Raising sibling puppies, often referred to as “littermates,” can be a rewarding experience filled with double the fun and affection. However, it can also present unique challenges, one of which is the occasional squabble or even full-blown fights between the siblings.
While some level of play and disagreement is natural, distinguishing between harmless play and problematic aggression is crucial. So, how to stop sibling puppies from fighting?
This article sheds light on the dynamics of sibling-puppy interactions and provides strategies to ensure a harmonious coexistence.
Why Do Sibling Puppies Fight So Much?
Sibling puppies often engage in play-fighting as a natural behavior to establish hierarchy, boundaries, and social skills. This mock combat helps them learn bite inhibition, strength control, and communication cues.
However, as they approach adolescence, hormonal changes, and developing personalities can intensify rivalries. If not addressed, these skirmishes can escalate into more serious fights. It’s essential to monitor their interactions, ensure equal attention, and intervene if play becomes too aggressive.
How To Stop Sibling Puppies From Fighting?
When sibling puppies engage in aggressive behavior towards each other, it’s often referred to as “littermate syndrome.” This syndrome can manifest as excessive fighting, fearfulness without the other’s presence, or difficulty training them individually. Here’s how you can address and prevent excessive fighting between sibling puppies:
1. Separate Training and Socialization
- Train each puppy individually. This ensures that each puppy learns to focus on you rather than being overly reliant on their sibling.
- Socialize them separately. Take them to different places, introduce them to various people, and expose them to different experiences independently.
2. Separate Living Spaces
- Consider providing separate crates or sleeping areas. This gives each puppy their own space and reduces the chances of resource guarding or territorial disputes.
- Feed them separately to prevent food aggression.
3. Establish Boundaries
- Set clear rules and boundaries for both puppies. Consistency is key, so ensure all family members are on board with the rules.
4. Intervene Early
- If you notice the play is getting too rough or escalating to aggression, intervene before it becomes a full-blown fight. A loud clap or verbal interruption like “Enough!” can be effective.
- After interrupting, redirect their attention to a positive activity, like a training session or toy.
5. Teach Basic Commands
- Teaching commands like “sit,” “stay,” “come,” and “leave it” can help you control and manage their behavior.
6. Provide Plenty of Physical and Mental Stimulation
- Ensure both puppies get enough exercise and mental stimulation. Bored puppies are more likely to engage in undesirable behaviors, including excessive play-fighting.
7. Rotate Toys and Resources
- To prevent resource guarding, rotate toys and chews so that each puppy gets a turn with different items.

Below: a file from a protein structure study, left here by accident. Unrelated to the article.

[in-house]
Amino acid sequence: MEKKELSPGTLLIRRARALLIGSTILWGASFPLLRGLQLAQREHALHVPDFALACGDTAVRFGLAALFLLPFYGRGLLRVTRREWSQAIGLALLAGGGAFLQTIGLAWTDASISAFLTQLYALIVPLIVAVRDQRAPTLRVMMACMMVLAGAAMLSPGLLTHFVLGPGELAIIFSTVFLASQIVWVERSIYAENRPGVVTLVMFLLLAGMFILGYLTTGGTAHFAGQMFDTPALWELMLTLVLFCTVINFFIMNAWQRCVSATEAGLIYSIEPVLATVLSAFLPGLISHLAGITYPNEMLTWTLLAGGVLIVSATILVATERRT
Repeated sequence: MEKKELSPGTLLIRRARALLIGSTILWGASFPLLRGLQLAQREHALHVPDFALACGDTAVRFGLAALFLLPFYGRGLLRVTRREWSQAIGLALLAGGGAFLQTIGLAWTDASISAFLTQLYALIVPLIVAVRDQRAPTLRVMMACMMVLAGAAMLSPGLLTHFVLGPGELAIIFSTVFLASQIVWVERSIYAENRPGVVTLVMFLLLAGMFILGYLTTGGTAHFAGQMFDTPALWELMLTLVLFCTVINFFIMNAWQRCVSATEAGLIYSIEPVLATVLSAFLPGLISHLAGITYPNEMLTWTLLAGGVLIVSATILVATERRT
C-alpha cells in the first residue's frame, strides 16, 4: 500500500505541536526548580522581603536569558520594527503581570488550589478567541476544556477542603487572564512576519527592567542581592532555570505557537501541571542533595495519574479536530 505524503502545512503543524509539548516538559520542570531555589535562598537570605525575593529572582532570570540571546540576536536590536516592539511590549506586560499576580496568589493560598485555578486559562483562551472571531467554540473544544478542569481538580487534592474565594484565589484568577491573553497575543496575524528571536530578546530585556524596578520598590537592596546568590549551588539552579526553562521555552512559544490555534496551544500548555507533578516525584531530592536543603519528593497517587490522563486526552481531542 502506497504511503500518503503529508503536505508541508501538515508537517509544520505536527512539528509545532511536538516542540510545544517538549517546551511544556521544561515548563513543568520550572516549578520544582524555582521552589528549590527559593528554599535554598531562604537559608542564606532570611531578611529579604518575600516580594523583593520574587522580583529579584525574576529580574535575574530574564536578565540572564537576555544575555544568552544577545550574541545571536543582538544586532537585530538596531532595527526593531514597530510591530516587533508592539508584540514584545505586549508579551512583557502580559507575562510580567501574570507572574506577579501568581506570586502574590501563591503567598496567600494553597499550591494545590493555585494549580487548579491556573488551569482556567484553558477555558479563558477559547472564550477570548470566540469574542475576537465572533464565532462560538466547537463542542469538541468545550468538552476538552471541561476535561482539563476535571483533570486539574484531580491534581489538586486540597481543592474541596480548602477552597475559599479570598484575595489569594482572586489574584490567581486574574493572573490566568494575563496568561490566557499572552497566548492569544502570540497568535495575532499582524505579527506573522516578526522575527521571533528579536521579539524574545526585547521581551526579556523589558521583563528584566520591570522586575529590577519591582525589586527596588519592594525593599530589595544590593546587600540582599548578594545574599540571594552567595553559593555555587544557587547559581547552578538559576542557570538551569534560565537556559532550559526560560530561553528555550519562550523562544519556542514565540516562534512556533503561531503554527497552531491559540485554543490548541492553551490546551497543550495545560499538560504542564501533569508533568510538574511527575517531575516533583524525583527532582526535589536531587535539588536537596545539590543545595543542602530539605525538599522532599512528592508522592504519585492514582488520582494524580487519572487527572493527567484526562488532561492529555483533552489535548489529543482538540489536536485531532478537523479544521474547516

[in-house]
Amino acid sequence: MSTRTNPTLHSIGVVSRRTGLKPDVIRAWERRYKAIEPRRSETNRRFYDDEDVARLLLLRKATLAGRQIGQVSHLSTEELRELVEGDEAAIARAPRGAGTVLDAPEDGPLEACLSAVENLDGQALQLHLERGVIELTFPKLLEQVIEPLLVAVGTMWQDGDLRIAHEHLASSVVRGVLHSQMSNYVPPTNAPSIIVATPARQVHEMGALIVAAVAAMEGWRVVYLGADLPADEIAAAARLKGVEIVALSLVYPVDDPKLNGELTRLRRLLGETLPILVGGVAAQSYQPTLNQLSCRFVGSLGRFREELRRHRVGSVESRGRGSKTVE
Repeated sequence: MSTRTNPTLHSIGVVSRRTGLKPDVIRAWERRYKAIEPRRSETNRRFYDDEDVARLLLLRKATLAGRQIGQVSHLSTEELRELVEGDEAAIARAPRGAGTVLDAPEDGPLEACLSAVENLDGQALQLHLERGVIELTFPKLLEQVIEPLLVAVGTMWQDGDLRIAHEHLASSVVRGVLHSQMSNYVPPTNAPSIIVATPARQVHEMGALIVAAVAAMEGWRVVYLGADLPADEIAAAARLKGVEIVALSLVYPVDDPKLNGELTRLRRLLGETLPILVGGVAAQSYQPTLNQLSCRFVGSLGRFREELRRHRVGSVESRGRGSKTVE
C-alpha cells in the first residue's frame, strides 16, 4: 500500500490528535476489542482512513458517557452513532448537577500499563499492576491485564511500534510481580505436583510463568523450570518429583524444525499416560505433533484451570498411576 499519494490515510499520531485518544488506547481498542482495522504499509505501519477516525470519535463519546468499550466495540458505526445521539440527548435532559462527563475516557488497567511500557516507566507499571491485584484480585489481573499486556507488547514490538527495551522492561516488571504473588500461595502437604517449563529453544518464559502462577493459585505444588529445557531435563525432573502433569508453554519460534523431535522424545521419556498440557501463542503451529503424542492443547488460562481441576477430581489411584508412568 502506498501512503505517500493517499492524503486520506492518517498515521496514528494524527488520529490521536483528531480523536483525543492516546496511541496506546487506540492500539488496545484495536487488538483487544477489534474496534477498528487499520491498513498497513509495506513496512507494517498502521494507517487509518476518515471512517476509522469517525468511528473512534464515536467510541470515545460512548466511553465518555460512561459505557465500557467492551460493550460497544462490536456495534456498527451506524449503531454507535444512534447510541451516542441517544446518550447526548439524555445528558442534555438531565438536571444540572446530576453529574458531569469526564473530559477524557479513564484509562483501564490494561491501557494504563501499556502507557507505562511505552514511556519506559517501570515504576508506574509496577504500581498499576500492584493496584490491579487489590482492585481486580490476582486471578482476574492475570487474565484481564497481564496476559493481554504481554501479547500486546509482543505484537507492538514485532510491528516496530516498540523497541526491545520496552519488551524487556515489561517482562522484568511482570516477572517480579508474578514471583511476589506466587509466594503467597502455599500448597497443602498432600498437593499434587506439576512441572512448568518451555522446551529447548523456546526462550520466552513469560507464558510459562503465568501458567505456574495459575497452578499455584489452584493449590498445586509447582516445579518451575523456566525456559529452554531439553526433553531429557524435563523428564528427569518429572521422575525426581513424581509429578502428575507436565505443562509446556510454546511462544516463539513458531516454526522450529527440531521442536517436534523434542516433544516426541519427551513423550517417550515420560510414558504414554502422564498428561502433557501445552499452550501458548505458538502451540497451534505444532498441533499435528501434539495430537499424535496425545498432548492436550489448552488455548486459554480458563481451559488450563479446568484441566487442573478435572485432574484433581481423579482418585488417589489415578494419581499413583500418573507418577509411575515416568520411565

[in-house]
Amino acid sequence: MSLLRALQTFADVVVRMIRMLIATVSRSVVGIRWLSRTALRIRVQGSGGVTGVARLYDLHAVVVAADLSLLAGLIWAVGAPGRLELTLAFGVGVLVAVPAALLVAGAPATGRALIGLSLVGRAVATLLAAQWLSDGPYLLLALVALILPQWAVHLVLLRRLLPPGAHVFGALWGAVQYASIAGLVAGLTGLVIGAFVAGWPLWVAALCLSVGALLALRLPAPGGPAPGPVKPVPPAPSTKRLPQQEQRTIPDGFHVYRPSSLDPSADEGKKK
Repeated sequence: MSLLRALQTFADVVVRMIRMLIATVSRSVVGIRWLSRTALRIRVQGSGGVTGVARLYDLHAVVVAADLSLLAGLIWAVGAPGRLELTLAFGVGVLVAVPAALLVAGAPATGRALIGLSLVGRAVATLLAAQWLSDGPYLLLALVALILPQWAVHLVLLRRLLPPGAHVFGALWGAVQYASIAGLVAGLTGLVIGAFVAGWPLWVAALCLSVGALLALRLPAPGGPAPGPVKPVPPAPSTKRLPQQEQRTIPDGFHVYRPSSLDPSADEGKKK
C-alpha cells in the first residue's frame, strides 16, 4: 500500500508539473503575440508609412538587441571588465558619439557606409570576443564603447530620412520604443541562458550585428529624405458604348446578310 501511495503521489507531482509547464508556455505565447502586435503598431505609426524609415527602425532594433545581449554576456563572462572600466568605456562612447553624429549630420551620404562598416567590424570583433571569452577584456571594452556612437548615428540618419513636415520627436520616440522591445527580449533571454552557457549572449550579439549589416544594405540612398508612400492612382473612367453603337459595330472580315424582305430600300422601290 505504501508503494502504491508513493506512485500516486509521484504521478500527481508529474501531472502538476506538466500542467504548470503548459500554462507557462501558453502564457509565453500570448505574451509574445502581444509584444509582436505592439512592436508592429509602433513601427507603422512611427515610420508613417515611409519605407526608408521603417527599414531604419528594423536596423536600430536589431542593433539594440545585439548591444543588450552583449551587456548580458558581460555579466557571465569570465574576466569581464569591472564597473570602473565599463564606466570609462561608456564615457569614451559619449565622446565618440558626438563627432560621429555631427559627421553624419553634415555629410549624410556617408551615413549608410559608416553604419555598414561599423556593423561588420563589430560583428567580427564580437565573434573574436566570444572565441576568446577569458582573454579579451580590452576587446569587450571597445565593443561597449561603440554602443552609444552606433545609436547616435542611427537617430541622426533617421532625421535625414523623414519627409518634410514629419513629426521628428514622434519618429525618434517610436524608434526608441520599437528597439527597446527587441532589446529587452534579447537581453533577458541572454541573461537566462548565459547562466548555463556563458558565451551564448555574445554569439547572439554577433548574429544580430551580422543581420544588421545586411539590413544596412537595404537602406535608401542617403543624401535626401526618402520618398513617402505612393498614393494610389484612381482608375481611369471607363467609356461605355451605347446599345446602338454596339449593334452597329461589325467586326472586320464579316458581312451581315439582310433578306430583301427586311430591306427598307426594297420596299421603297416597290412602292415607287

8. Spend One-on-One Time
- Spend quality time with each puppy individually. This strengthens your bond with each one and reduces their over-reliance on each other.
9. Seek Professional Help
- If aggressive behavior continues or escalates, consider consulting a professional dog trainer or behaviorist. They can provide guidance tailored to your specific situation.
10. Consider Rehoming
- In extreme cases, if the aggression is severe and poses a risk to the puppies or others, rehoming one of the puppies to a suitable home might be the best option. This is a difficult decision but may be necessary for the well-being of both dogs.
Remember, while some level of play-fighting and roughhousing is normal and beneficial for puppies, it’s essential to ensure it doesn’t escalate to aggressive or harmful levels. Consistent training, supervision, and early intervention can help manage and reduce excessive fighting between sibling puppies.
At What Age Do Puppies Stop Play Fighting?
Puppies begin fighting as early as a few weeks old, and while the intensity and frequency might decrease as they mature, many dogs continue this behavior into adulthood. Typically, by 6 to 9 months, as puppies transition into adolescence, the nature of their play might change and become more refined.
However, dogs of all ages can engage in play fighting, especially if they’re social and have compatible playmates. It’s a natural way for dogs to communicate, bond, and learn boundaries.
Preventing sibling puppies from fighting involves understanding their individual personalities, setting clear boundaries, and ensuring each pup gets individual attention and training.
Regularly separating them for short periods, conducting separate training sessions, and monitoring their play can help in curbing aggressive tendencies.
If conflicts escalate, intervention from a professional dog trainer or behaviorist might be necessary. With patience, consistency, and understanding, sibling puppies can grow into well-adjusted adults who share a strong, positive bond.
Also Read: How To Stop A Dog From Resource Guarding?